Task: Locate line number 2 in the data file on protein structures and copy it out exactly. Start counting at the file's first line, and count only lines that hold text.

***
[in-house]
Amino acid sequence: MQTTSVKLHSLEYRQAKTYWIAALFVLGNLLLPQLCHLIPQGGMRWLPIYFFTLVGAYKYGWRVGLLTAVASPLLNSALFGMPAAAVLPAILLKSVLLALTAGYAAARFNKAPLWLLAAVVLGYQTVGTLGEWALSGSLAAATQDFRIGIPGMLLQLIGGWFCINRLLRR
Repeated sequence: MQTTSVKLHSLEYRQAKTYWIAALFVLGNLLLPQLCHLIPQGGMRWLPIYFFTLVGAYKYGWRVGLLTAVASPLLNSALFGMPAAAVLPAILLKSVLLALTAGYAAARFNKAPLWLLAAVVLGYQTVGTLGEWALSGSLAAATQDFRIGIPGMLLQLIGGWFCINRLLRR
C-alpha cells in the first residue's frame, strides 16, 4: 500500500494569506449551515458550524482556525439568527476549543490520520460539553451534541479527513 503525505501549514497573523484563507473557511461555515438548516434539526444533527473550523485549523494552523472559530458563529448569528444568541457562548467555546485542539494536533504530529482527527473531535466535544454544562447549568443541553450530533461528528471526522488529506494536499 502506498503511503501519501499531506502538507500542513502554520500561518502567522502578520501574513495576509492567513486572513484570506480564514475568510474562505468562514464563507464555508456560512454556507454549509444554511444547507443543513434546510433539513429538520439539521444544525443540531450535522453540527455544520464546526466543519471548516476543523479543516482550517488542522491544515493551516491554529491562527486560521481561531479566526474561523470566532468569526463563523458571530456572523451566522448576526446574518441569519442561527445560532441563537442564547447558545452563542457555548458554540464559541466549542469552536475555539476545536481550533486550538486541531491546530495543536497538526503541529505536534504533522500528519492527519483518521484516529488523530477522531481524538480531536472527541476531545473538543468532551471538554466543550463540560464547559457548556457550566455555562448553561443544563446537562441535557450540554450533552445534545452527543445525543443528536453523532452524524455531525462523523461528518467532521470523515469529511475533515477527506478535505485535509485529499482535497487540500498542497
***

Amino acid sequence: MQTTSVKLHSLEYRQAKTYWIAALFVLGNLLLPQLCHLIPQGGMRWLPIYFFTLVGAYKYGWRVGLLTAVASPLLNSALFGMPAAAVLPAILLKSVLLALTAGYAAARFNKAPLWLLAAVVLGYQTVGTLGEWALSGSLAAATQDFRIGIPGMLLQLIGGWFCINRLLRR